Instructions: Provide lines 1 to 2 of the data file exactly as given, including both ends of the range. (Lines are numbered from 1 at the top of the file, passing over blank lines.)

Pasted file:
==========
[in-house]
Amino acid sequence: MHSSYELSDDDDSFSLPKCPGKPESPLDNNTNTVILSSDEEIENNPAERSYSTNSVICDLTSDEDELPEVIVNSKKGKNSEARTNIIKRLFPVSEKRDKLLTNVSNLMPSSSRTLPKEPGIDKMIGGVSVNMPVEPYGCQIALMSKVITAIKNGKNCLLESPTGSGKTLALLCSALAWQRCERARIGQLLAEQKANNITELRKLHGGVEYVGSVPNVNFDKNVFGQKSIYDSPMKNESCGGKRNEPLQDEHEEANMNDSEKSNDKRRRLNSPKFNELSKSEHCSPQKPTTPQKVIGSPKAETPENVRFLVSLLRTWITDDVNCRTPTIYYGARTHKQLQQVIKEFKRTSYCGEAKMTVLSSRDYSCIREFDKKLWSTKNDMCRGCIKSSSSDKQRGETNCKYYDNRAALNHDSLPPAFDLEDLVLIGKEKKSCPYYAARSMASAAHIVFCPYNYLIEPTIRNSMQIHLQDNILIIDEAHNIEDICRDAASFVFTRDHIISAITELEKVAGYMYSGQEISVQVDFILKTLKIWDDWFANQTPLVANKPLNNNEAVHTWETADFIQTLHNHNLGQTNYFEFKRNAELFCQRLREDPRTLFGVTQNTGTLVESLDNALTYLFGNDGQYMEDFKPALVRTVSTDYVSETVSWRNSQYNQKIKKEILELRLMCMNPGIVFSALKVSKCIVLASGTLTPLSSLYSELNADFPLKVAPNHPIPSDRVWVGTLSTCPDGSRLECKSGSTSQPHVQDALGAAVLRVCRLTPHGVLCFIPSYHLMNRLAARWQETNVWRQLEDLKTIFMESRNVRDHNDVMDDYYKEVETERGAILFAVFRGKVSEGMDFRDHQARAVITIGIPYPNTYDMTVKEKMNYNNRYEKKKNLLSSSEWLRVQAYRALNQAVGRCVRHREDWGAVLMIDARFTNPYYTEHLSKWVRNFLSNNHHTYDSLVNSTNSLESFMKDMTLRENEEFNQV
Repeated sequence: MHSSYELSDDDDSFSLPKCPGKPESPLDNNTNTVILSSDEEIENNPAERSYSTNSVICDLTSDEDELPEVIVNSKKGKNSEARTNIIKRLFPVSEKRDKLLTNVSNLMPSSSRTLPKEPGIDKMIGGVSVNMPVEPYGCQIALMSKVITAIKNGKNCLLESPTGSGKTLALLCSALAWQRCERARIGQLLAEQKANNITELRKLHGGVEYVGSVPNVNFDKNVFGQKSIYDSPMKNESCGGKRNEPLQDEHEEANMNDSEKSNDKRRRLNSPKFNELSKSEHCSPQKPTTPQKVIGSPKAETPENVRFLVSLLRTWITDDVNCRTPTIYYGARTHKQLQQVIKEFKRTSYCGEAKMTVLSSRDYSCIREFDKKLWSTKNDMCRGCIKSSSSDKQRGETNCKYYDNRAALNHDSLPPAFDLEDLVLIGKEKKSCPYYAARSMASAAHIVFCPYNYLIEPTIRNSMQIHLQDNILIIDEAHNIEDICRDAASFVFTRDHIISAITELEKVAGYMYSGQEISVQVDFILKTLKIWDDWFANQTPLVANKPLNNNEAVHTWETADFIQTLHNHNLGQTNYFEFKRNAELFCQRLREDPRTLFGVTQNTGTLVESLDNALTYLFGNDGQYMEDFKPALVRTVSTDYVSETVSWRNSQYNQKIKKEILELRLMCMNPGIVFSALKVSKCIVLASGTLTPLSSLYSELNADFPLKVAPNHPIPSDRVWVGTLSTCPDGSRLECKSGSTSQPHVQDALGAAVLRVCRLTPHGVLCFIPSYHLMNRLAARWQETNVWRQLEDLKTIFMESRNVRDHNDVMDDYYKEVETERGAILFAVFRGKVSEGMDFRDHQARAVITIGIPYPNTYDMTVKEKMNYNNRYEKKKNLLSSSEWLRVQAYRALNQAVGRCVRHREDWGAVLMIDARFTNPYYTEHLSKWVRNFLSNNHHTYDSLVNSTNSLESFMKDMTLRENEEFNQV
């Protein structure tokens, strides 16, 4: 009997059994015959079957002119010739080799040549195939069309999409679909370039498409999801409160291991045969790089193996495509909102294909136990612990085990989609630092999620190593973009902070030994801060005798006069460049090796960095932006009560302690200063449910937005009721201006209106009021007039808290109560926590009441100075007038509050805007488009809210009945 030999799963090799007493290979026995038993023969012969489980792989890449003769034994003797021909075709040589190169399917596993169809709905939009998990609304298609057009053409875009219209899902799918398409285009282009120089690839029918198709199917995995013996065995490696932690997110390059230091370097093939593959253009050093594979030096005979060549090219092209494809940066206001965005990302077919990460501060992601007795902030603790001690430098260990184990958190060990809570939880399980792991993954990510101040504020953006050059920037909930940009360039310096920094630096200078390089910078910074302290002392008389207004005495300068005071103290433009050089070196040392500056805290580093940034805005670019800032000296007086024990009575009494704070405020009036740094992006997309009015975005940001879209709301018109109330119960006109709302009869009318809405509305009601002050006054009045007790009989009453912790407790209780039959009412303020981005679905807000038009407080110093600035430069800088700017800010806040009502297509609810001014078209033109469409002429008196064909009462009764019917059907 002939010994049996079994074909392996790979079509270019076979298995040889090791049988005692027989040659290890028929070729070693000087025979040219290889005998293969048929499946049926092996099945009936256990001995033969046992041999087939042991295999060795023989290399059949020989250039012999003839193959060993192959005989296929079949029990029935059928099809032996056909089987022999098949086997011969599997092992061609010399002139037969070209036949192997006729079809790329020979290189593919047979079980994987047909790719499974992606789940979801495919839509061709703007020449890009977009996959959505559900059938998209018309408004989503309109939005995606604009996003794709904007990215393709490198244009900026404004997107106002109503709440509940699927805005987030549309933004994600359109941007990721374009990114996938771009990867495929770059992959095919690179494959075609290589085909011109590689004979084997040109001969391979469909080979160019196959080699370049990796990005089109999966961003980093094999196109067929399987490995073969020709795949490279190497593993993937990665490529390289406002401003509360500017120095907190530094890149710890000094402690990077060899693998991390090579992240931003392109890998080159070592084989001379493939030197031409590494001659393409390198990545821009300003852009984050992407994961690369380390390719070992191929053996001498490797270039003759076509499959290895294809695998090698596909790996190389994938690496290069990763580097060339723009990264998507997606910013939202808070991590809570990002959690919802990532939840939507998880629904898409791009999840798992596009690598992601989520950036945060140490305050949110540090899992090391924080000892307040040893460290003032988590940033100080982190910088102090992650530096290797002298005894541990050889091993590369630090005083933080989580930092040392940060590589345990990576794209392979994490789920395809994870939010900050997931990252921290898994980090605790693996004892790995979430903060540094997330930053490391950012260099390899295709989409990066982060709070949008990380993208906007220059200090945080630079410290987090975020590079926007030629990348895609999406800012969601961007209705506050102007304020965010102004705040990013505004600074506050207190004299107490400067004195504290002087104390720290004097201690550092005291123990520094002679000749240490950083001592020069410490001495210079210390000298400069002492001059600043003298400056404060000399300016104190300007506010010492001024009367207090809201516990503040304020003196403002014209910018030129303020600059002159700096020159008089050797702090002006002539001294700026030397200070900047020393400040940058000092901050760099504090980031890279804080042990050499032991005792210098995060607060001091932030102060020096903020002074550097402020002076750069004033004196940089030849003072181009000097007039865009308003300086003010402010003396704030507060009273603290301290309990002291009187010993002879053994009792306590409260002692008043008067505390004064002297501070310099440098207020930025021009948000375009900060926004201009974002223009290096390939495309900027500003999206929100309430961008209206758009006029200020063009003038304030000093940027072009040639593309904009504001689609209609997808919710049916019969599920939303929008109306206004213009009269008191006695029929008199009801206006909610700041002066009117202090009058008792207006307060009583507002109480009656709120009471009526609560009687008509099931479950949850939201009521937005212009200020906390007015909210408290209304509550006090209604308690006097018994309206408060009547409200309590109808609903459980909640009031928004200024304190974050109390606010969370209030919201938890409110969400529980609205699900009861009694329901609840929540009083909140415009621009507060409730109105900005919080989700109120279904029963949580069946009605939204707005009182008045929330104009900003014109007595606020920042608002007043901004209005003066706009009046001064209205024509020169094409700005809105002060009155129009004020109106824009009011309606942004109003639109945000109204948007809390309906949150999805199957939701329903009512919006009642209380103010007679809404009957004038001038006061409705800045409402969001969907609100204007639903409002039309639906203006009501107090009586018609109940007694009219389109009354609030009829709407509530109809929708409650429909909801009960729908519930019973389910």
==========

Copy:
[in-house]
Amino acid sequence: MHSSYELSDDDDSFSLPKCPGKPESPLDNNTNTVILSSDEEIENNPAERSYSTNSVICDLTSDEDELPEVIVNSKKGKNSEARTNIIKRLFPVSEKRDKLLTNVSNLMPSSSRTLPKEPGIDKMIGGVSVNMPVEPYGCQIALMSKVITAIKNGKNCLLESPTGSGKTLALLCSALAWQRCERARIGQLLAEQKANNITELRKLHGGVEYVGSVPNVNFDKNVFGQKSIYDSPMKNESCGGKRNEPLQDEHEEANMNDSEKSNDKRRRLNSPKFNELSKSEHCSPQKPTTPQKVIGSPKAETPENVRFLVSLLRTWITDDVNCRTPTIYYGARTHKQLQQVIKEFKRTSYCGEAKMTVLSSRDYSCIREFDKKLWSTKNDMCRGCIKSSSSDKQRGETNCKYYDNRAALNHDSLPPAFDLEDLVLIGKEKKSCPYYAARSMASAAHIVFCPYNYLIEPTIRNSMQIHLQDNILIIDEAHNIEDICRDAASFVFTRDHIISAITELEKVAGYMYSGQEISVQVDFILKTLKIWDDWFANQTPLVANKPLNNNEAVHTWETADFIQTLHNHNLGQTNYFEFKRNAELFCQRLREDPRTLFGVTQNTGTLVESLDNALTYLFGNDGQYMEDFKPALVRTVSTDYVSETVSWRNSQYNQKIKKEILELRLMCMNPGIVFSALKVSKCIVLASGTLTPLSSLYSELNADFPLKVAPNHPIPSDRVWVGTLSTCPDGSRLECKSGSTSQPHVQDALGAAVLRVCRLTPHGVLCFIPSYHLMNRLAARWQETNVWRQLEDLKTIFMESRNVRDHNDVMDDYYKEVETERGAILFAVFRGKVSEGMDFRDHQARAVITIGIPYPNTYDMTVKEKMNYNNRYEKKKNLLSSSEWLRVQAYRALNQAVGRCVRHREDWGAVLMIDARFTNPYYTEHLSKWVRNFLSNNHHTYDSLVNSTNSLESFMKDMTLRENEEFNQV